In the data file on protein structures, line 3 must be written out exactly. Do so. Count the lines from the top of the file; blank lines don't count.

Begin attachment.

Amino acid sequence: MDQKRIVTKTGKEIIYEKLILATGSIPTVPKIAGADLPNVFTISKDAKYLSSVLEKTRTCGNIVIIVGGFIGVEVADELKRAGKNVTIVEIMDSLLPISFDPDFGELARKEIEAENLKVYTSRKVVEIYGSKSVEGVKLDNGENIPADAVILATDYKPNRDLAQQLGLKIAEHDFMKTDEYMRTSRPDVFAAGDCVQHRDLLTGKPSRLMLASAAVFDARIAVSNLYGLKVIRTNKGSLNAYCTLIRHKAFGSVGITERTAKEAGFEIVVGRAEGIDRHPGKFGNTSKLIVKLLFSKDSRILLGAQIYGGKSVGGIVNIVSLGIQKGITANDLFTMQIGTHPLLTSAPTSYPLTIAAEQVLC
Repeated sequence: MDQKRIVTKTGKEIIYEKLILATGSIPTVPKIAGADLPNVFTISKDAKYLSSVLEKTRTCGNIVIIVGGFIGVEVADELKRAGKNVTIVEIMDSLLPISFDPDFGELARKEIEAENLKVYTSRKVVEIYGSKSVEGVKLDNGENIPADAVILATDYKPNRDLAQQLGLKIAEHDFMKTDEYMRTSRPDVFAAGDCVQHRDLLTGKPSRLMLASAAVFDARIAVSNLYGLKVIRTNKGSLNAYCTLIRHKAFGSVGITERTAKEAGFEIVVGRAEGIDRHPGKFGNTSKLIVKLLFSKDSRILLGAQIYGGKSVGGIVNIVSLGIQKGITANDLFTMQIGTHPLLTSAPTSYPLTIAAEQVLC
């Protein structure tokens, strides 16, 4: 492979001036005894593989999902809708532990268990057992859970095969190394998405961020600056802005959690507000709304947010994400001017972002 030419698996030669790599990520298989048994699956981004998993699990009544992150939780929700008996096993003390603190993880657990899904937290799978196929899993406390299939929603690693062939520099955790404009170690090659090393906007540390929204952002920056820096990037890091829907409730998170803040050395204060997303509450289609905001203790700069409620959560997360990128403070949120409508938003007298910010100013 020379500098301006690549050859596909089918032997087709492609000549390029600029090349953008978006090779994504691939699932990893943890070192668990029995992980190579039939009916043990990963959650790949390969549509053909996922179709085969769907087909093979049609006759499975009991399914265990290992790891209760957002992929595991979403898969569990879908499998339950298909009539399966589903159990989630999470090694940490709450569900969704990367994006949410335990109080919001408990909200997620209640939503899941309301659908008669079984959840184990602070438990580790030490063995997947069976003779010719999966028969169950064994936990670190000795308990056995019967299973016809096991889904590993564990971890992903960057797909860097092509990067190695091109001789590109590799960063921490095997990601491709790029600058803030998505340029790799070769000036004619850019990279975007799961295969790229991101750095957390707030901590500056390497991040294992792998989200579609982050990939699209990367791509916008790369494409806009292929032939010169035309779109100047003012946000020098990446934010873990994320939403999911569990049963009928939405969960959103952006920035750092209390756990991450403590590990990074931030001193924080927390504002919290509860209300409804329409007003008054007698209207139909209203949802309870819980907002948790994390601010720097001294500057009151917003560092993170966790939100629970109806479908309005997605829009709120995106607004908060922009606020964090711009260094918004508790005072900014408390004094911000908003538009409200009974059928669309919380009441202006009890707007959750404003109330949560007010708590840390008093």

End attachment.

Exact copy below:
């Protein structure tokens, strides 16, 4: 492979001036005894593989999902809708532990268990057992859970095969190394998405961020600056802005959690507000709304947010994400001017972002 030419698996030669790599990520298989048994699956981004998993699990009544992150939780929700008996096993003390603190993880657990899904937290799978196929899993406390299939929603690693062939520099955790404009170690090659090393906007540390929204952002920056820096990037890091829907409730998170803040050395204060997303509450289609905001203790700069409620959560997360990128403070949120409508938003007298910010100013 020379500098301006690549050859596909089918032997087709492609000549390029600029090349953008978006090779994504691939699932990893943890070192668990029995992980190579039939009916043990990963959650790949390969549509053909996922179709085969769907087909093979049609006759499975009991399914265990290992790891209760957002992929595991979403898969569990879908499998339950298909009539399966589903159990989630999470090694940490709450569900969704990367994006949410335990109080919001408990909200997620209640939503899941309301659908008669079984959840184990602070438990580790030490063995997947069976003779010719999966028969169950064994936990670190000795308990056995019967299973016809096991889904590993564990971890992903960057797909860097092509990067190695091109001789590109590799960063921490095997990601491709790029600058803030998505340029790799070769000036004619850019990279975007799961295969790229991101750095957390707030901590500056390497991040294992792998989200579609982050990939699209990367791509916008790369494409806009292929032939010169035309779109100047003012946000020098990446934010873990994320939403999911569990049963009928939405969960959103952006920035750092209390756990991450403590590990990074931030001193924080927390504002919290509860209300409804329409007003008054007698209207139909209203949802309870819980907002948790994390601010720097001294500057009151917003560092993170966790939100629970109806479908309005997605829009709120995106607004908060922009606020964090711009260094918004508790005072900014408390004094911000908003538009409200009974059928669309919380009441202006009890707007959750404003109330949560007010708590840390008093």